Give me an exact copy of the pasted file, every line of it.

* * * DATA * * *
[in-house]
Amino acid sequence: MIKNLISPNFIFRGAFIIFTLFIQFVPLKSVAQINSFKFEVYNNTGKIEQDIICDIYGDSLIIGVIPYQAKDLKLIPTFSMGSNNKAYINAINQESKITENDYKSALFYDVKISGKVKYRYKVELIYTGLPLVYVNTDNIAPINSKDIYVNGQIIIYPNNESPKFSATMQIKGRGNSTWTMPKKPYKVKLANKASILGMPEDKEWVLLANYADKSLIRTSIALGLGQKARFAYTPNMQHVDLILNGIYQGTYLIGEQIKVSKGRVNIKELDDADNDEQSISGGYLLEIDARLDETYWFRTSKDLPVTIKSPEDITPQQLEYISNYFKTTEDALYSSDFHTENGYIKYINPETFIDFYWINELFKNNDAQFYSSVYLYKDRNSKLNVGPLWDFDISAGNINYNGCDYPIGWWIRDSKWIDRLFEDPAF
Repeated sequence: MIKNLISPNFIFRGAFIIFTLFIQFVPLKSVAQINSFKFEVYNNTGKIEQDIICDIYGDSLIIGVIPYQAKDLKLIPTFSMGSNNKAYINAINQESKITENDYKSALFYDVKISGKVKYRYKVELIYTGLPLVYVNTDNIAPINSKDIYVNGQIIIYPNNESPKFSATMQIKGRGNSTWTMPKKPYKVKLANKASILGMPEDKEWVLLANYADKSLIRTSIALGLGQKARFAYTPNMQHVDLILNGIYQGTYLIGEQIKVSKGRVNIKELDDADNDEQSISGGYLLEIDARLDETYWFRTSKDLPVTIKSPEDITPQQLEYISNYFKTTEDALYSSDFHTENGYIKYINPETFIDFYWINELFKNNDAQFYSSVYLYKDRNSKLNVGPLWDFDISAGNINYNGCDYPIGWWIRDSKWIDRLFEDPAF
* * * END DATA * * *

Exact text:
[in-house]
Amino acid sequence: MIKNLISPNFIFRGAFIIFTLFIQFVPLKSVAQINSFKFEVYNNTGKIEQDIICDIYGDSLIIGVIPYQAKDLKLIPTFSMGSNNKAYINAINQESKITENDYKSALFYDVKISGKVKYRYKVELIYTGLPLVYVNTDNIAPINSKDIYVNGQIIIYPNNESPKFSATMQIKGRGNSTWTMPKKPYKVKLANKASILGMPEDKEWVLLANYADKSLIRTSIALGLGQKARFAYTPNMQHVDLILNGIYQGTYLIGEQIKVSKGRVNIKELDDADNDEQSISGGYLLEIDARLDETYWFRTSKDLPVTIKSPEDITPQQLEYISNYFKTTEDALYSSDFHTENGYIKYINPETFIDFYWINELFKNNDAQFYSSVYLYKDRNSKLNVGPLWDFDISAGNINYNGCDYPIGWWIRDSKWIDRLFEDPAF
Repeated sequence: MIKNLISPNFIFRGAFIIFTLFIQFVPLKSVAQINSFKFEVYNNTGKIEQDIICDIYGDSLIIGVIPYQAKDLKLIPTFSMGSNNKAYINAINQESKITENDYKSALFYDVKISGKVKYRYKVELIYTGLPLVYVNTDNIAPINSKDIYVNGQIIIYPNNESPKFSATMQIKGRGNSTWTMPKKPYKVKLANKASILGMPEDKEWVLLANYADKSLIRTSIALGLGQKARFAYTPNMQHVDLILNGIYQGTYLIGEQIKVSKGRVNIKELDDADNDEQSISGGYLLEIDARLDETYWFRTSKDLPVTIKSPEDITPQQLEYISNYFKTTEDALYSSDFHTENGYIKYINPETFIDFYWINELFKNNDAQFYSSVYLYKDRNSKLNVGPLWDFDISAGNINYNGCDYPIGWWIRDSKWIDRLFEDPAF